HHS Issues Limited Waiver of HIPAA Sanctions and Penalties in California

There are certain times when the Secretary of the U.S. Department of Health and Human Services exercises his authority to issue a limited waiver of HIPAA sanctions and penalties. In most cases, the announcement is made after the declaration of public health emergency or the implementation of a disaster protocol. One example is the latest waiver issuance in California. It was announced after the presidential declaration of a public health emergency in northern California due to wildfires. Other instances of waiver issuance were after the implementation of disaster protocol during Hurricanes Irma and Maria.

The waiver was in effect only for a 72-hour period following the implemented protocol. When the declared public health emergency ends, it is expected that healthcare organizations will comply with all HIPAA Privacy Rule for all patients under their care.

What does it mean when a limited waiver of HIPAA sanctions and penalties is in effect? This waiver does not actually suspend the HIPAA Security Rule and the Privacy Rule. It simply means that HHS is implementing the Project Bioshield Act of 2004 (PL 108-276) and section 1135(b) (7) of the Social Security Act.  Accordingly, there will be no sanctions or penalties imposed against healthcare organizations for certain provisions of the HIPAA Privacy Rule, including:

  • 45 CFR 164.510(a) – The requirement to honor a request to opt out of the facility directory.
  • 45 CFR 164.510(b) – The requirements to get a patient’s agreement to talk with family members or friends involved in the patient’s care.
  • 45 CFR 164.520 – The requirement to distribute a notice of privacy practices.
  • 45 CFR 164.522(a) – The patient’s right to request privacy restrictions.
  • 45 CFR 164.522(b) – The patient’s right to request confidential communications.

During emergency situations, the HIPAA Privacy Rule allows HIPAA-covered entities to share patients’ PHI for the purpose of assisting in disaster relief efforts and to make sure that patients receive the care they need. Healthcare organizations are also allowed to disclose PHI to help provide treatment to patients, especially when coordinating patient care and referral to other healthcare providers. PHI may be disclosed during public health activities to help organizations fulfill their public health missions. It is permitted to disclose PHI (such as patient’s condition or loss of life) to family, friends and those involved in patient care when necessary. Disclosure of a patient’s general health status to anyone including the media is permitted when necessary to prevent serious injury provided the patient has not objected to it. In all cases of disclosure, only the ‘minimum necessary’ information to achieve the stated purpose applies.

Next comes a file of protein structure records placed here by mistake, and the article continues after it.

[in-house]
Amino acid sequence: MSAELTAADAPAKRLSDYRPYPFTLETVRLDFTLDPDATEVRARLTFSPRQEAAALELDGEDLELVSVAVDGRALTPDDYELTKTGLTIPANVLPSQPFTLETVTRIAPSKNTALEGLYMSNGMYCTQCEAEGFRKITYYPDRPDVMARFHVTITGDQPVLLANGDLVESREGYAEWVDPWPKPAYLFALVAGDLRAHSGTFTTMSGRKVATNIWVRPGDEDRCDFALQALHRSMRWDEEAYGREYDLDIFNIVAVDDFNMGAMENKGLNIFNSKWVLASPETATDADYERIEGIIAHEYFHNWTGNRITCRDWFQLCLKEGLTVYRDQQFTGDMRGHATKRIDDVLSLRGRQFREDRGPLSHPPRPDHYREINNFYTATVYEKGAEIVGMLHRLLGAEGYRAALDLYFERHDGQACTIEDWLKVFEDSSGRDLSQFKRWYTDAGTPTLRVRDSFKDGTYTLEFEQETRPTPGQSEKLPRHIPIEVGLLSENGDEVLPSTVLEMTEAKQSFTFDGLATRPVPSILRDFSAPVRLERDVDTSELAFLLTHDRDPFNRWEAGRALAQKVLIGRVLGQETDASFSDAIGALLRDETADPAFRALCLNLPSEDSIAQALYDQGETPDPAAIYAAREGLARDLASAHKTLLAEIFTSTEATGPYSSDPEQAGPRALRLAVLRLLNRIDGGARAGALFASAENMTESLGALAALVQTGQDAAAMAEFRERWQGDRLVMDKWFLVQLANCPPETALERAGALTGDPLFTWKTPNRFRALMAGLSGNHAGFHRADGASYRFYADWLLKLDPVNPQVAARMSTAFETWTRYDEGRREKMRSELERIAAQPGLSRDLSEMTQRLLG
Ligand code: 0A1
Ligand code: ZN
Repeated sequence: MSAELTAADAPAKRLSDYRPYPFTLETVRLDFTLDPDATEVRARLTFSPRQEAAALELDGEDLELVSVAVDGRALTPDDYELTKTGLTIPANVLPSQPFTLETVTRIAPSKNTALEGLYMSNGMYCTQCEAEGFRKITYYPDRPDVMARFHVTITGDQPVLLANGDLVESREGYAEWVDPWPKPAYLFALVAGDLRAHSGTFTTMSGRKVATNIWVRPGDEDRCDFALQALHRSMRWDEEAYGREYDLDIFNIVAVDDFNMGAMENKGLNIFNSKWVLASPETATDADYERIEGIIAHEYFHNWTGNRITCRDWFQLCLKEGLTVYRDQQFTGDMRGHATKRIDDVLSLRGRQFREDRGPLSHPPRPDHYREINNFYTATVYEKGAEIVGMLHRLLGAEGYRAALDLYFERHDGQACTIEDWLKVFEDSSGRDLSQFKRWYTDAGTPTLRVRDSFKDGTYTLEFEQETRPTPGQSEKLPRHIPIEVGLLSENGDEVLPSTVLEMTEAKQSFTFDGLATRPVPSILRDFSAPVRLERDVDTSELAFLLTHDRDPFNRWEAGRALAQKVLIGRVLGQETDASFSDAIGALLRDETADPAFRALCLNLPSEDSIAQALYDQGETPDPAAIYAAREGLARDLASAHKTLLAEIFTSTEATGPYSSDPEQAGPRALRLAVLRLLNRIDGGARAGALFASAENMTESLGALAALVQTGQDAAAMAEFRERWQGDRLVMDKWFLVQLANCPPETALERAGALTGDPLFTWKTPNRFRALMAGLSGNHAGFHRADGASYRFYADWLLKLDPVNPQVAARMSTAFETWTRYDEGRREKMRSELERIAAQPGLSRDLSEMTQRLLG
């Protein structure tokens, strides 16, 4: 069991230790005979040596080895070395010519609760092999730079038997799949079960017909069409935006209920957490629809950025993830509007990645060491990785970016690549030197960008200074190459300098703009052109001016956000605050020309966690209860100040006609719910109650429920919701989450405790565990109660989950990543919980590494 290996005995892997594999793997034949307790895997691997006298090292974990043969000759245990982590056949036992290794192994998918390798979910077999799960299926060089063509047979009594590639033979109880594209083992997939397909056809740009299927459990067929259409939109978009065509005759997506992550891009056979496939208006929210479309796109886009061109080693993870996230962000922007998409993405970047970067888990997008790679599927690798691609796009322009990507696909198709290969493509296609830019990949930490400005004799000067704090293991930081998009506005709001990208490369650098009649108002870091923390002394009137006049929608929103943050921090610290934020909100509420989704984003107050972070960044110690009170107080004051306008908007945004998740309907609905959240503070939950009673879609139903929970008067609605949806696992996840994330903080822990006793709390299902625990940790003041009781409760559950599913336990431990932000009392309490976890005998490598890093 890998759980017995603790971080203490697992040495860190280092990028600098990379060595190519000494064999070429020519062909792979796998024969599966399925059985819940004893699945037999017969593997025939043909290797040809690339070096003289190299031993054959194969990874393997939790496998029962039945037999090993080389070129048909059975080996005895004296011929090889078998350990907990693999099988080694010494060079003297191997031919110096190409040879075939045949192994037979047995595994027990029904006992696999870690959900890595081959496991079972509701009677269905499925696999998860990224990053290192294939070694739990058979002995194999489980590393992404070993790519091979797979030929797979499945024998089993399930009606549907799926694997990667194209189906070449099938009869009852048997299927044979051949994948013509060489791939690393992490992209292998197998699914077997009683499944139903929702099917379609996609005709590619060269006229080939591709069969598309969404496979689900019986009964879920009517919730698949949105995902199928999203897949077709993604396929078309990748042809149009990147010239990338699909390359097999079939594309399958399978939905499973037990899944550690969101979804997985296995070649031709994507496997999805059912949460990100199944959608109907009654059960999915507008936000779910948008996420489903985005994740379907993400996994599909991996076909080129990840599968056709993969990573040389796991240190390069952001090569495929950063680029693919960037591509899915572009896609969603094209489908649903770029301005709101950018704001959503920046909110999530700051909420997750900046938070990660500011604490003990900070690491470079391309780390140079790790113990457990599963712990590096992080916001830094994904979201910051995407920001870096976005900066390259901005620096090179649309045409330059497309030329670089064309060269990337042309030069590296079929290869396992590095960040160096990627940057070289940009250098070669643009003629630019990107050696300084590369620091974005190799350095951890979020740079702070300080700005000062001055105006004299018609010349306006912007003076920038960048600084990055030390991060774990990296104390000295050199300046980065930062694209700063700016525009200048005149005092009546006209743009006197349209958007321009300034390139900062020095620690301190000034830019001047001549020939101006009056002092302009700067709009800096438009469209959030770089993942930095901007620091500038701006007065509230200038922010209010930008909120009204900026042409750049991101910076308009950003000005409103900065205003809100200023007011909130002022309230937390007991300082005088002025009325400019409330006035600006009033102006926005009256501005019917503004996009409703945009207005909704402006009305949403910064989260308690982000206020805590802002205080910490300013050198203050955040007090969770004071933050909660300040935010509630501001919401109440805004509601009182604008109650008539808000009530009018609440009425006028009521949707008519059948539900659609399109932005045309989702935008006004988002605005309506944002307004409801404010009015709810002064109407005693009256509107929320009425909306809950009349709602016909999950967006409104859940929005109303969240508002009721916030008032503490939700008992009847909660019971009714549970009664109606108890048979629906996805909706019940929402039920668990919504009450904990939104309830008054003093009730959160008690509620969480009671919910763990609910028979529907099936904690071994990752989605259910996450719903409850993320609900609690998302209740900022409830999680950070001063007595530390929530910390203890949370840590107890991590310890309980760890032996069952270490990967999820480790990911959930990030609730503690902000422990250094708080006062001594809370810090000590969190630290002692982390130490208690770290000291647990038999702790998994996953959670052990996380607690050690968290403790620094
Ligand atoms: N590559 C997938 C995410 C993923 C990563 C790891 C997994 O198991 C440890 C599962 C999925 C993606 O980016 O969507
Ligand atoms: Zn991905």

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Christine Garcia is the staff writer on Calculated HIPAA. Christine has several years experience in writing about healthcare sector issues with a focus on the compliance and cybersecurity issues. Christine has developed in-depth knowledge of HIPAA regulations. You can contact Christine at [email protected]. You can follow Christine on Twitter at https://twitter.com/ChrisCalHIPAA